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An example of a pyathat-roofed building at Wat Srichum in Lampang, Thailand

The Mandalay Palace's Great Audience Hall features a prominent seven-tiered

Pyatthat (Burmese ???????, IPA [pja??a?]; from Sanskrit prasada; Mon ??????? IPA
[tan.c?i??]; also spelt pyathat) is the name of a multistaged roof, with an odd
number of tiers (from three to seven).[1] The pyatthat is commonly incorporated
into Burmese Buddhist and royal architecture (e.g., kyaungs, palace buildings,
pagodas) and towers above the image of the Buddha or other sacred places (e.g.,
royal thrones and city gates).[1]

Contents [hide]
1 Construction
2 History
3 Gallery
4 References
5 See also
The pyatthat is made of successive gabled rectangular roofs in an exaggerated
pyramidal shape, with an intervening box-like structure called the lebaw (???????)
between each roof.[1] The pyatthat is crowned with a wooden spire called the taing
bu (????????) or kun bu (????????) depending on its shape, similar to the hti, an
umbrella ornament that crowns Burmese pagodas. The edges of each tier are gold-
gilded decorative designs made of metal sheet, with decorative ornaments called du
yin (?????) at the corners (analogous to the Thai chofah). There are three primary
kinds of pyatthat, with the variation being the number of tiers called boun (???,
from Pali bhumi). Three-tiered, five-tiered and seven-tiered roofs are called
yahma, thooba, and thooyahma, respectively.[2]


A mural scene depicting a brick pyatthat roofed structure in Inwa.

The usage of the pyatthat began early in Burmese architecture, with examples dating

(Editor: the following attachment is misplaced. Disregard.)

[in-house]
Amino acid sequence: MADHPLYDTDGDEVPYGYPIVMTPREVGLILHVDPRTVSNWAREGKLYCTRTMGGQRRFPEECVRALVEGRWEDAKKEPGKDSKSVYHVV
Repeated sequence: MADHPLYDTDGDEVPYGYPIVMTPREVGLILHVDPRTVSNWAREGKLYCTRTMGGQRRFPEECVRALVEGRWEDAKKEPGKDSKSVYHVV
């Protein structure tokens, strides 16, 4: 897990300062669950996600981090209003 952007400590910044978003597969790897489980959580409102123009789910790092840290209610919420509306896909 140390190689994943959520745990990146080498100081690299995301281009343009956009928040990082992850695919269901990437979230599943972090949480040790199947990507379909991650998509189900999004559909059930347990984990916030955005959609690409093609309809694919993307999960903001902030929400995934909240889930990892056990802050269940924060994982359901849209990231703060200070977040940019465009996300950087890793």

to the Pagan period.[3] Prominent examples from this era that feature the pyatthat
include the Ananda Temple and Gawdawpalin Temple.

In pre-colonial Burma, the pyatthat was a prominent feature in the royal buildings,
which itself symbolized Tavatimsa, a Buddhist heaven. Above the main throne in the
king's primary audience hall was a nine-tiered pyatthat, with the tip representing
Mount Meru (??????????) and the lower six tiers representing the six adobes of the
devas and of humans.[4] Furthermore, the 12 city gates of Burmese royal capitals
were crowned with pyatthats, with the main ones used by royalty possessing five
tiers, and the others possessing five tiers.[5]

In pre-colonial Burma, sumptuary laws restricted the usage of pyatthats to royal

and religious buildings,[6] and regulated the number of tiers appertaining to each
grade of official rank,[7] The nine-tiered pyatthat was reserved solely for the
kingdom's sovereign, while the sawbwas of important tributary states were entitled
to seven-tiered pyatthats.[8]

King Mindon's Tomb, Mandalay.jpg

Mandalay Palace entrance.JPG

Mandalay palace 10.jpg

King Thibaw's State Barge on the Mandalay Moat.jpg

^ Jump up to a b c Hla, U Kan (1977). Pagan Development and Town Planning. Journal
of the Society of Architectural Historians. 36 (1) 1529. doi10.2307989143.
Jump up ^ Scott, James George (1910). The Burman, His Life and Notions.
BiblioBazaar. p. 126. ISBN 978-1-115-23195-4.
Jump up ^ Strachan, Paul (1990). Imperial Pagan art and architecture of Burma.
University of Hawaii Press. ISBN 978-0-8248-1325-3.
Jump up ^ Ferguson, John (1981). Essays on Burma. Brill Archive. p. 53. ISBN 978-
Jump up ^ Michael, Aung-Thwin (1986). Heaven, Earth, and the Supernatural World
Dimensions of the Exemplary Center in Burmese History. Journal of Developing
Societies. 2.
Jump up ^ Fraser-Lu, Sylvia (1994). Burmese Crafts Past and Present. Oxford
University Press. ISBN 9780195886085.
Jump up ^ Tilly, Henry L. (1903). Wood Carving Of Burma. Burma Superintendent,
Government Printing.
Jump up ^ Nisbet, John (1901). Burma Under British Rule--and Before. A. Constable.
See also[edit]
Prang (architecture)
Wikimedia Commons has media related to Pyatthats.
Categories RoofsBuddhist architectureBurmese words and phrases
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